We give out loads of different rewards during our Friday celebration assemblies. But our certificates now are based on the character strengths. The teachers pick out three children to get a certificate based on the character strength that we're focusing on, to really describe what it is that they see and admire in those children in the good work assembly.
Children recognising strengths in each other and themselves and naming them is nice to hear around school – it’s really lovely as we want children to build up their self-esteem and self-worth. Children are naming things and recognising things that they've done well and that they’re proud of – I'm just blown away by them!
We've been working hard on active listening to children and having an empathic response to some of the behaviours that they might be displaying to help us look out for the children's wellbeing and detect if their mental health might be slipping. To do that, we needed to be talking about our strengths. It's it can so easily forget to talk about those things with children, can't it? In a day in the school, it can be very busy. Using the character strengths framework from the wellbeing club toolkit means that I know that staff and children will be explicitly talking about things that will help them have good mental health and wellbeing and it's not forgotten or pushed aside – it’s kept top of the agenda. We want our children to be happy and unless you've got happy children, they're not going to learn. So that's why it must be top of the agenda because we want our children ultimately, to learn. We need them to feel happy, feel connected, feel like they belong, and I think the wellbeing toolkit has given me that.
We want our children to be happy and unless you've got happy children, they're not going to learn.
I don't think so. I just felt like it was a big piece of work to embark on. I was worried that, since I've taken over as head, I've changed a lot of things. And sometimes I expect everyone to keep up with my pace, and just change and change, and this can scare people. So, I've consciously tried to slow down to not change too many things, but then reflect on what we've already changed and try to make sure that we embed it: thinking how it will fit in our school, not just be another add on. On our school development plan this year I've highlighted we need to explicitly say to children when we’re going to do something because it’s going to help us with having good mental health, we're not just going to magically find good mental health, it takes work.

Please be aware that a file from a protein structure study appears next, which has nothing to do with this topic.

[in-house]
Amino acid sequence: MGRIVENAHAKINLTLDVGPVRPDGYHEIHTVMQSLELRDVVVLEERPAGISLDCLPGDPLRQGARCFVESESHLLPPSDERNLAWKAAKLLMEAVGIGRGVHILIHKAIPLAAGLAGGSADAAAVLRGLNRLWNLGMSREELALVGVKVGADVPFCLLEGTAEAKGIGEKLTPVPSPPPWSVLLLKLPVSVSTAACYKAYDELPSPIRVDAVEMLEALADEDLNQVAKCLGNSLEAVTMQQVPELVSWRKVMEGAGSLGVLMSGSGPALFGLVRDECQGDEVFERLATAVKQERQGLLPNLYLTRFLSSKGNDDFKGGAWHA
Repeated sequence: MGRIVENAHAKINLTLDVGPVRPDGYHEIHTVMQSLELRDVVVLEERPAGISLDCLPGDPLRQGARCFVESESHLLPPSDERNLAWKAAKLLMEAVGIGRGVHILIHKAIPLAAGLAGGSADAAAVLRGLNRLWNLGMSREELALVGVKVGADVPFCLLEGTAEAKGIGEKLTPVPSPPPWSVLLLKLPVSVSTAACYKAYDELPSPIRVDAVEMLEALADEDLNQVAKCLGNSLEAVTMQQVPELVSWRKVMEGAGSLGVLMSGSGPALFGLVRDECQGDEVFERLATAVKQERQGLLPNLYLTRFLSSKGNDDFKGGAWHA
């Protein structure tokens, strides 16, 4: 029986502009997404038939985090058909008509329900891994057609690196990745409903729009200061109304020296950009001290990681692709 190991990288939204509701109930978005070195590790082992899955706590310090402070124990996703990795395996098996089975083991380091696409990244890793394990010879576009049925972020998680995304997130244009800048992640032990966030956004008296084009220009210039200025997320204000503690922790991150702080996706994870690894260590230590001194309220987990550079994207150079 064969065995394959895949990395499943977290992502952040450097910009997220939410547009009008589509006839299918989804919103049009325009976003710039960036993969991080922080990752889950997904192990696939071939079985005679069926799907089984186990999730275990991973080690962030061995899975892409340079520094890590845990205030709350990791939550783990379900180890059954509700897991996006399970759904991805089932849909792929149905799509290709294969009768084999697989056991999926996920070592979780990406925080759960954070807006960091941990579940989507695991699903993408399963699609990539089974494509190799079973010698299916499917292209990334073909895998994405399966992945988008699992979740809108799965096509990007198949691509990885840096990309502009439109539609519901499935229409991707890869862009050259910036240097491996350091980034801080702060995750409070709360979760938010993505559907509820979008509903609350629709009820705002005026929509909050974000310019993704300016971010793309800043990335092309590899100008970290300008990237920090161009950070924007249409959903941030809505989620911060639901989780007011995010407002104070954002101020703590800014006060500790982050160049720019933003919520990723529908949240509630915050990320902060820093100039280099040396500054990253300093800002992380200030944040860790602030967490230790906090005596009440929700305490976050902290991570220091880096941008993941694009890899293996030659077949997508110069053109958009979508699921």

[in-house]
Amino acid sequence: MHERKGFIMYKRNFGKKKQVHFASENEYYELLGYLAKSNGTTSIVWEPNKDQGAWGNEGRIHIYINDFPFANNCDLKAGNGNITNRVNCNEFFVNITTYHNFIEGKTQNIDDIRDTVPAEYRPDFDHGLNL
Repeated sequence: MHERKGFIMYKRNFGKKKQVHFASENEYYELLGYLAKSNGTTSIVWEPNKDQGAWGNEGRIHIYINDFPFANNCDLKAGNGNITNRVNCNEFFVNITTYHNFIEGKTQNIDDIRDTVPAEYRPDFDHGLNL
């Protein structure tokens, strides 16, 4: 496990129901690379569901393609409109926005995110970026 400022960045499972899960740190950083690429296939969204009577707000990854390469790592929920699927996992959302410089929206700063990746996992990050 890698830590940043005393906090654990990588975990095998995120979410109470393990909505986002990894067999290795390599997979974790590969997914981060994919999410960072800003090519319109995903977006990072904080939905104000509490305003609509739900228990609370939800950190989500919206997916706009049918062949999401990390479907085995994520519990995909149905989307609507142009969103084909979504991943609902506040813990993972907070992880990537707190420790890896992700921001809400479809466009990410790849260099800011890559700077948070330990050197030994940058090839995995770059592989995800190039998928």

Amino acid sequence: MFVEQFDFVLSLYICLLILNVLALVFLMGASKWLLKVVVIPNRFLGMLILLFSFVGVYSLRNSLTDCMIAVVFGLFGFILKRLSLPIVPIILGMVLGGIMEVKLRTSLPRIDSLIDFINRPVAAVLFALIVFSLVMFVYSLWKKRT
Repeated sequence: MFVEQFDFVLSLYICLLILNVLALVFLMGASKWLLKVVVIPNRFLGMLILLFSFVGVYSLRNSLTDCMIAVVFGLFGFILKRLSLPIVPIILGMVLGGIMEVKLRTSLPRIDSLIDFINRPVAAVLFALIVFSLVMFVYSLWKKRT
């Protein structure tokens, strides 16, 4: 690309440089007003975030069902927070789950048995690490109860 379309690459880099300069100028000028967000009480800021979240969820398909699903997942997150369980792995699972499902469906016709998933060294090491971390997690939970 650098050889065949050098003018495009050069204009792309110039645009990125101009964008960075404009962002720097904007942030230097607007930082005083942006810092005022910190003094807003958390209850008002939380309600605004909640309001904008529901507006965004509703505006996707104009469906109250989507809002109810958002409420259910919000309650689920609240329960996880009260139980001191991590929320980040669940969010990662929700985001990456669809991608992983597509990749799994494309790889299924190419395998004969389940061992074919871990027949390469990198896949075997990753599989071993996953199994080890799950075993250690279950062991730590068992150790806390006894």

Yes, it did, because it helped them understand what we were trying to do with the children and they were excited about looking at their own strengths, so that was a good buy-in. I know lots of staff went home and said they got their partners or their husbands to do theirs. And in fact, now we joke about things because one of the lowest down the scale on my strengths survey was something like appreciation of beauty. Someone just the other week said to me, ‘did you see that sunrise?’. One person found that teamwork was a less of a strength for her, so we were working on something in a staff meeting she said, ‘count me in, I'm working on my character strength of teamwork’.
Yes, Saint, she's nine months old now so she's just reached the age she can do it and she's getting booked into her temperament test so that she can be an official therapy dog too. She is owned by one of our teaching assistants, who supports one of our children who's in care. In the mornings, the dog meets and greets one of our children who has selective mutism and struggles to just get in through the gates in the morning. Another boy couldn’t cope with assemblies and had not been able to sit through an assembly for years. Now he brushes Saint during our assembly – it just calms him down and he can sit through.
We’ve set up our Hazlehurst hideaway outdoor learning which is a universal offer for children. We also do a termly wellbeing assessment. We use the wellbeing measurement tool for schools, and the Louvin scales for our younger children in reception and year one. We do that coupled with a little sheet, ‘I wish my teacher knew.’ Sometimes children just randomly want their teacher to know that they like red, or they've got a rabbit at home. But sometimes it alerts us because there's been some quite interesting things that children have put down, and we realise that they just need a bit more help.
I think sometimes it's the children who are the quieter ones, who you think they're okay, who can fly under the radar. And then when we do that, we realise that actually there's a bigger problem. Often when we talk to the parents, they're already aware of it or might have been trying to seek some support but have not told the school. So, we've got a whole host of different interventions that we deliver as part of everyday practice in school that we didn't have a few years ago.